Posted in Foreign Policy, Geopolitics, Government, History, Imperialism, Military, Politics, War
Tagged ISIS, Neocons, President Trump, Syria, Syrian withdrawal
It used to be that if you were stuck in a senseless quagmire of a war in which your people were losing their lives for no good reason, it was a strong argument for getting out. Now it’s supposedly a strong argument for staying in. From Finian Cunningham at strategic-culture.org:
With unseemly haste, US news media leapt on the killing of four American military personnel in Syria as a way to undermine President Donald Trump’s plan to withdraw troops from that country.
The deadly attack in the northern city of Manbij, on the west bank of the Euphrates River, was reported to have been carried out by a suicide bomber. The Islamic State (ISIS) terror group reportedly claimed responsibility, but the group routinely makes such claims which often turn out to be false.
The American military personnel were said to be on a routine patrol of Manbij where US forces have been backing Kurdish militants in a purported campaign against ISIS and other terror groups.
An explosion at a restaurant resulted in two US troops and two Pentagon civilian officials being killed, along with more than a dozen other victims. Three other US military persons were among those injured.
US media highlighted the bombing as the biggest single death toll of American forces in Syria since they began operations in the country nearly four years ago.
The US and Kurdish militia have been in control of Manbij for over two years. It is one of the main sites from where American troops are to withdraw under Trump’s exit plan, which he announced on December 19.
Posted in Foreign Policy, Geopolitics, Governments, Imperialism, Intelligence, Media, Military, Politics, War
Tagged President Trump, Syria, terrorism
Either Trump could fire Bolton or Bolton could fire Trump for insubordination, depending on who actually runs things. From Patrick J. Buchanan at buchanan.org:
“Stop the ENDLESS WARS!” implored President Donald Trump in a Sunday night tweet.
Well, if he is serious, Trump had best keep an eye on his national security adviser, for a U.S. war on Iran would be a dream come true for John Bolton.
Last September, when Shiite militants launched three mortar shells into the Green Zone in Baghdad, which exploded harmlessly in a vacant lot, Bolton called a series of emergency meetings and directed the Pentagon to prepare a menu of targets, inside Iran, for U.S. air and missile strikes in retaliation.
The Wall Street Journal quoted one U.S. official as saying Bolton’s behavior “rattled people. … People were shocked. It was mind-boggling how cavalier they were about hitting Iran.”
Bolton’s former deputy, Mira Ricardel, reportedly told a gathering the shelling into the Green Zone was “an act of war” to which the U.S. must respond decisively.
Bolton has long believed a U.S. confrontation with Iran is both inevitable and desirable. In 2015, he authored a New York Times op-ed whose title, “To Stop Iran’s Bomb, Bomb Iran,” said it all. He has urged that “regime change” in Iran be made a declared goal of U.S. foreign policy.
Odds don’t usually favor dramatic change, because today usually looks pretty much like yesterday, and tomorrow usually looks pretty much like today. However, the odds favor a rather dramatic realigment in the Middle East that leaves Russia and its allies in a position of strength, and the US in withdrawal. From Alastair Crooke at strategic-culture.org:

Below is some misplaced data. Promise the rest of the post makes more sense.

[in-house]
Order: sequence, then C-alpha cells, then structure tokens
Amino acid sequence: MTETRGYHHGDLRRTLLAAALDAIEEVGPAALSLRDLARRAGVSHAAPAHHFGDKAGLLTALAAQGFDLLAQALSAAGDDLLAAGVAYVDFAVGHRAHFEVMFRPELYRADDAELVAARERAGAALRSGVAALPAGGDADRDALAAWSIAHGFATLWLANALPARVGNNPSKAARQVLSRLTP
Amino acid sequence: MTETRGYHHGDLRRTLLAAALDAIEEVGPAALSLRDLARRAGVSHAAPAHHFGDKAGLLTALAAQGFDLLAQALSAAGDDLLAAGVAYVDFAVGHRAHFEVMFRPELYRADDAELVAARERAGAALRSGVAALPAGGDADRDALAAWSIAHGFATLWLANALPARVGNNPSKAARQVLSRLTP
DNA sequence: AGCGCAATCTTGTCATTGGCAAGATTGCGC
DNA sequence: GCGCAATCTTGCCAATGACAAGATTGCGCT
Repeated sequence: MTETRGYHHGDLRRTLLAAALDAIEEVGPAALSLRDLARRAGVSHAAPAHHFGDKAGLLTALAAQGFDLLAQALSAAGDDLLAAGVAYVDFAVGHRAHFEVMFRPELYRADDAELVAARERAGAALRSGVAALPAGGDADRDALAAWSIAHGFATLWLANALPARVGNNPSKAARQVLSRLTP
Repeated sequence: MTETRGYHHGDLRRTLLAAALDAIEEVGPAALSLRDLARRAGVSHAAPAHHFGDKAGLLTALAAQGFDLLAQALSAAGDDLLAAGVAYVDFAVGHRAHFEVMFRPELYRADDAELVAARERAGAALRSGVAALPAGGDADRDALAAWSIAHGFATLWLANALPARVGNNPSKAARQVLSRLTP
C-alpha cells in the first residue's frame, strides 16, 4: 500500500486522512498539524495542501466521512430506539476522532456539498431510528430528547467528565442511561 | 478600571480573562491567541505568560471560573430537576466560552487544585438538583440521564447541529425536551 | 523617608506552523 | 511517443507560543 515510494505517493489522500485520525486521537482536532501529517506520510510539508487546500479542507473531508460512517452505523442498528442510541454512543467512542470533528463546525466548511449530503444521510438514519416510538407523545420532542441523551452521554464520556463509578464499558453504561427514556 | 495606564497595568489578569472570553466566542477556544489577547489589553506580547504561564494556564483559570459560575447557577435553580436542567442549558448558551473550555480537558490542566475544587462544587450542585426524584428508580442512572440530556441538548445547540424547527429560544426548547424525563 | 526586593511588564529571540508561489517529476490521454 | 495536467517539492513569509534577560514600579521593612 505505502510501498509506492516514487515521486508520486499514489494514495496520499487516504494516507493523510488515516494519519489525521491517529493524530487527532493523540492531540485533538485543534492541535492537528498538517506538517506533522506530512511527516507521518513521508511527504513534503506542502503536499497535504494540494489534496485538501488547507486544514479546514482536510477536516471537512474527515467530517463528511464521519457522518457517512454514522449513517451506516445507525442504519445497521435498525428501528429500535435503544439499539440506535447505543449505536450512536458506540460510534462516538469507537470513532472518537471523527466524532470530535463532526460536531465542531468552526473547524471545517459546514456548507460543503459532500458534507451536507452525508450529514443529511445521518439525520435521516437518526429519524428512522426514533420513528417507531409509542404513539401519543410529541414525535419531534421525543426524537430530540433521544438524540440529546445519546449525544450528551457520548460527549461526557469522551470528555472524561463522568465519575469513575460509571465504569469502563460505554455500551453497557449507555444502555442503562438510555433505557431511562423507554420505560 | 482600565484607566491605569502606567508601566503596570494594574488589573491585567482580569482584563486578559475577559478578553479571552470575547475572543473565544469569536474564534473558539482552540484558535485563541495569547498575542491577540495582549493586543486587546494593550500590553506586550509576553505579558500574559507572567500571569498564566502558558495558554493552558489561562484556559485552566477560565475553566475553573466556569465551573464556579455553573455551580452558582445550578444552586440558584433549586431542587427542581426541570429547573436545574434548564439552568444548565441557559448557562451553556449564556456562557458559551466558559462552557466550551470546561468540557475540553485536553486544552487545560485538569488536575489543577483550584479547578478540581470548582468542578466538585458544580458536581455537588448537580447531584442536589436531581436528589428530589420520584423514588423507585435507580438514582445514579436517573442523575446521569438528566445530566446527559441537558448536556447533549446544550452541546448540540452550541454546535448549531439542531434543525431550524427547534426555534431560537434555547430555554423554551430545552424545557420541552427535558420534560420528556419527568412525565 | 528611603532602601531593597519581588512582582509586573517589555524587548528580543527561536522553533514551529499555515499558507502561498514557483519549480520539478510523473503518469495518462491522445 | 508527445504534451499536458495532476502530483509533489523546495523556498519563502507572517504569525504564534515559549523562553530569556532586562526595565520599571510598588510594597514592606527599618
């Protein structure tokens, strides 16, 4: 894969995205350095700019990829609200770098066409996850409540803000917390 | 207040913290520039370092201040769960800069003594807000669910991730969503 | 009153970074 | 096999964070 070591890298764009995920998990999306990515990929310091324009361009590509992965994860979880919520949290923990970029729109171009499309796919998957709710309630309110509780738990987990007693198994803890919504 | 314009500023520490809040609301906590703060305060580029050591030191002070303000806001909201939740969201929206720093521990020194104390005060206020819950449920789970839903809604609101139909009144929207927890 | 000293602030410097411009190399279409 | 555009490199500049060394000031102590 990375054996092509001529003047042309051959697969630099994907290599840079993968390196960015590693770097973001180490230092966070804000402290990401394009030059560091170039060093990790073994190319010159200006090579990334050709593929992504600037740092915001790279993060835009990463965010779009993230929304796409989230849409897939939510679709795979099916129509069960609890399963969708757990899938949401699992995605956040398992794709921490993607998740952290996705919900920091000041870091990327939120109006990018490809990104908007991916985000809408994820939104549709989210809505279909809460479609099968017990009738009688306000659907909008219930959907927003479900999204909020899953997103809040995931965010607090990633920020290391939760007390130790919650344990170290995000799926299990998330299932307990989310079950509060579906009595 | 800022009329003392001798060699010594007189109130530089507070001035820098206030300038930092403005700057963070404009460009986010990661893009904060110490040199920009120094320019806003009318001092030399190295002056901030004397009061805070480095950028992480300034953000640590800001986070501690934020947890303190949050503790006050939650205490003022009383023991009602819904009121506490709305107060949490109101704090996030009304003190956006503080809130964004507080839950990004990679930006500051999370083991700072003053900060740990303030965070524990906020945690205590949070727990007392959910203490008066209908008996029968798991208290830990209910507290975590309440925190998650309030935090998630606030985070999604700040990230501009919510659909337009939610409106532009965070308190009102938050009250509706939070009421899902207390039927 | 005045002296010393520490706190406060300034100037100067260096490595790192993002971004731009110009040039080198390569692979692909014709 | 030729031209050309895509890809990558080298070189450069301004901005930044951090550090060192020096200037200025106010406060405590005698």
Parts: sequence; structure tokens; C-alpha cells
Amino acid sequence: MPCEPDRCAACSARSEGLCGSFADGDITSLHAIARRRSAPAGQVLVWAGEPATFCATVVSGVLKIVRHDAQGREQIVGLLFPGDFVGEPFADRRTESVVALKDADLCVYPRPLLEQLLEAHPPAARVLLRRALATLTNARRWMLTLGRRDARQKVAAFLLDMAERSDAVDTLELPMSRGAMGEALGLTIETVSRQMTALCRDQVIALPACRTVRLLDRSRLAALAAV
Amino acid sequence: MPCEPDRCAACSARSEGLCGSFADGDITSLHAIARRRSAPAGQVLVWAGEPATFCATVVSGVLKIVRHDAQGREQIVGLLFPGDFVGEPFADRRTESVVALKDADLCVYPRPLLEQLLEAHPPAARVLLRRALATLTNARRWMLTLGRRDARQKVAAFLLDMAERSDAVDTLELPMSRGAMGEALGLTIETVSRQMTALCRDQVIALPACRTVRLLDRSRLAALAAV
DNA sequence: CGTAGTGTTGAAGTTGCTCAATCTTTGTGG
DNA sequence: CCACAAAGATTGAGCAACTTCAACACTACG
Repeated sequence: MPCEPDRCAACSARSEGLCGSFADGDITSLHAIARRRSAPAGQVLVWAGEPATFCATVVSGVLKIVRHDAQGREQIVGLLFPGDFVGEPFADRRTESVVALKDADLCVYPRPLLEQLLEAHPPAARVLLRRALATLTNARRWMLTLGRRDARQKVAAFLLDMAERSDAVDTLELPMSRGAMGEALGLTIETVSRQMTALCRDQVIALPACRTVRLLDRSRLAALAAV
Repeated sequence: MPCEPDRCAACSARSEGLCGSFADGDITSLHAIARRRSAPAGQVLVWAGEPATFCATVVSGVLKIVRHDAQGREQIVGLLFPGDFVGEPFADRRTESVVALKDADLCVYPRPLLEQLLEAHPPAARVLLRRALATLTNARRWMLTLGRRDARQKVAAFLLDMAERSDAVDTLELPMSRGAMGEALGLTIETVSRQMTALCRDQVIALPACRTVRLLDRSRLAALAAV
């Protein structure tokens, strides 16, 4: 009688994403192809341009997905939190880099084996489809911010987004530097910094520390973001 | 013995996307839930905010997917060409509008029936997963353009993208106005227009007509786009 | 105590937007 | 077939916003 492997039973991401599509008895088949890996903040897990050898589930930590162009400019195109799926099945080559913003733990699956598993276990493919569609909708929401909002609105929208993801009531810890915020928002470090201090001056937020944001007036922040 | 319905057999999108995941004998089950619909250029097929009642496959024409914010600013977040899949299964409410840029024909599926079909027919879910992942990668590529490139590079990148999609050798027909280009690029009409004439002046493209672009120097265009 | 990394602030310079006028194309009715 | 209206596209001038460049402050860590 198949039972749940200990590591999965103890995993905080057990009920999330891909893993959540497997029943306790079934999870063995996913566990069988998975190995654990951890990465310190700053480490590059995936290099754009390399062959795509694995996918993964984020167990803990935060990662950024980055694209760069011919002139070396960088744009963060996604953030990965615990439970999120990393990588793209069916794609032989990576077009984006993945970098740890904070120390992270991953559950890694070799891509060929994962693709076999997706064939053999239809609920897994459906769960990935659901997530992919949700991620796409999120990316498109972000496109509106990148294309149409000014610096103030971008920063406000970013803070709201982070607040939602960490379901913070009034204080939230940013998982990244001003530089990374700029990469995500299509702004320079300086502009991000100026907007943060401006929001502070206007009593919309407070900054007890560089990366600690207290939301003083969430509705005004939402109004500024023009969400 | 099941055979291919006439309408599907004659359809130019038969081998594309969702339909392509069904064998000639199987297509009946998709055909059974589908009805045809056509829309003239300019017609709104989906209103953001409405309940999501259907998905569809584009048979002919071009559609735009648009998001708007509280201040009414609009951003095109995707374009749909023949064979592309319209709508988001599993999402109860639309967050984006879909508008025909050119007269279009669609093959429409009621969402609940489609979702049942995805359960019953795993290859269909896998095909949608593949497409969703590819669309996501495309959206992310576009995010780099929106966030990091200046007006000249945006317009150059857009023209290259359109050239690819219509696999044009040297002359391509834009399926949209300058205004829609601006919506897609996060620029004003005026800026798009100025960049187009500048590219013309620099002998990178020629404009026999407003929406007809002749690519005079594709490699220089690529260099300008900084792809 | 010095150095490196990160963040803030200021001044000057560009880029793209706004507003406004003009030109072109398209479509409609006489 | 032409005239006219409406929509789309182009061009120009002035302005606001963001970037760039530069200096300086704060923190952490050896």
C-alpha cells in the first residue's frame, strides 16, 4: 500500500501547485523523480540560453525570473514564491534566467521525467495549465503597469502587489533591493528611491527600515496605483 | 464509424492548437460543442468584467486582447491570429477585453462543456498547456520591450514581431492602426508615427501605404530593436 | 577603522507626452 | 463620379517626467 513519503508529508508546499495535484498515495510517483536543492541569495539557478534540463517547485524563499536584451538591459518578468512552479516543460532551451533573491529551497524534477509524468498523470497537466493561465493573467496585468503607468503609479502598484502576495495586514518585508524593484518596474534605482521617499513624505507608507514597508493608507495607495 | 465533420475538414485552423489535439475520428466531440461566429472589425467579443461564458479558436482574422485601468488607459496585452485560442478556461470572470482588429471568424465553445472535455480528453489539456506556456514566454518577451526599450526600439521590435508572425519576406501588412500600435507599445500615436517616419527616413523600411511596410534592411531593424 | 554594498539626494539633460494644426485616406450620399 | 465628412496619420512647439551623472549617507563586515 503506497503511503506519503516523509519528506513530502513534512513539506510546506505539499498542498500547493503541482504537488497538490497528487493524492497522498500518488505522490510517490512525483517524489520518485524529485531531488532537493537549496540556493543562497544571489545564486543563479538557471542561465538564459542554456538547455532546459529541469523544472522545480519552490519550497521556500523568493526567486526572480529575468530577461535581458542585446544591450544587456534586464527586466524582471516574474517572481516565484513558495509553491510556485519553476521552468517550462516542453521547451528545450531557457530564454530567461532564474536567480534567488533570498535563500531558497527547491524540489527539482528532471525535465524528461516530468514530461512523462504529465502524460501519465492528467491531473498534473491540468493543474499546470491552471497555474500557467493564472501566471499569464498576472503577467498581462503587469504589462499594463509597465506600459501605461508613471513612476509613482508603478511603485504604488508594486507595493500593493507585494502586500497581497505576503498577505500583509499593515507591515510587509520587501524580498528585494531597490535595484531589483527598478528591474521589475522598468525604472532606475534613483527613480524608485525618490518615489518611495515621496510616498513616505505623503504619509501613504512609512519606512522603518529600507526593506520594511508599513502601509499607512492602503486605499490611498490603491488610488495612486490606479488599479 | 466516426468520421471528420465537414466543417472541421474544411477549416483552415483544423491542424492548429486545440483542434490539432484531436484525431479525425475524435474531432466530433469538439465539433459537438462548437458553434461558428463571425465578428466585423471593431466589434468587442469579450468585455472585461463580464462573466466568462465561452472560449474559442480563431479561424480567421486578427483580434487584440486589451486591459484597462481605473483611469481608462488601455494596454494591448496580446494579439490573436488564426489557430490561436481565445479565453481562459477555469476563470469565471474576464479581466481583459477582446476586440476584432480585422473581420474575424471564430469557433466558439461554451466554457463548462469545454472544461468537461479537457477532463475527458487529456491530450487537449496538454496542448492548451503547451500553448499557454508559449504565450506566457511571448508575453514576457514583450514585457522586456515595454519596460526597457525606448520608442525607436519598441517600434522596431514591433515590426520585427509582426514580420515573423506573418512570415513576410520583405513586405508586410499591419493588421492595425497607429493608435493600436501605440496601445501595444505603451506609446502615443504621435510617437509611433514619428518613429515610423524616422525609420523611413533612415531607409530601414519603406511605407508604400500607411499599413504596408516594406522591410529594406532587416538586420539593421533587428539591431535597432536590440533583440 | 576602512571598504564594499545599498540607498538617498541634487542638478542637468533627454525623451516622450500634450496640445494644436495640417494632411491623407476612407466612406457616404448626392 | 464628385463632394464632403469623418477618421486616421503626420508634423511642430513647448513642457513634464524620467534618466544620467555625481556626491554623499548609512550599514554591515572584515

The Middle East is metamorphosing. New fault-lines are emerging, yet Trump’s foreign policy ‘hawks’ still try to stage ‘old movies’ in a new ‘theatre’.
The ‘old movie’ is for the US to ‘stand up’ Sunni, Arab states, and lead them towards confronting ‘bad actor’ Iran. ‘Team Bolton’ is reverting back to the old 1996 Clean Break script – as if nothing has changed. State Department officials have been briefing that Secretary Pompeo’s address in Cairo on Thursday was “ slated to tell his audience (although he may not name the former president), that Obama misled the people of the Middle East about the true source of terrorism, including what contributed to the rise of the Islamic State. Pompeo will insist that Iran, a country Obama tried to engage, is the real terrorist culprit. The speech’s drafts also have Pompeo suggesting that Iran could learn from the Saudis about human rights, and the rule of law.”
Well, at least that speech should raise a chuckle around the region. In practice however, the regional fault-line has moved on: It is no longer so much Iran. GCC States have a new agenda, and are now far more concerned to contain Turkey, and to put a halt to Turkish influence spreading throughout the Levant. GCC states fear that President Erdogan, given the emotional and psychological wave of antipathy unleashed by the Khashoggi murder, may be mobilising newly re-energised Muslim Brotherhood, Gulf networks. The aim being to leverage present Gulf economic woes, and the general hollowing out of any broader GCC ‘vision’, in order to undercut the rigid Gulf ‘Arab system’ (tribal monarchy). The Brotherhood favours a soft Islamist reform of the Gulf monarchies – along lines, such as that once advocated by Jamal Khashoggi .
Posted in Foreign Policy, Geopolitics, Governments, History, Imperialism, Media, Military, Politics
Tagged Hezbollah, Iran, Israel, Middle East, Russia, Saudi Arabia, Syria, Turkey, United States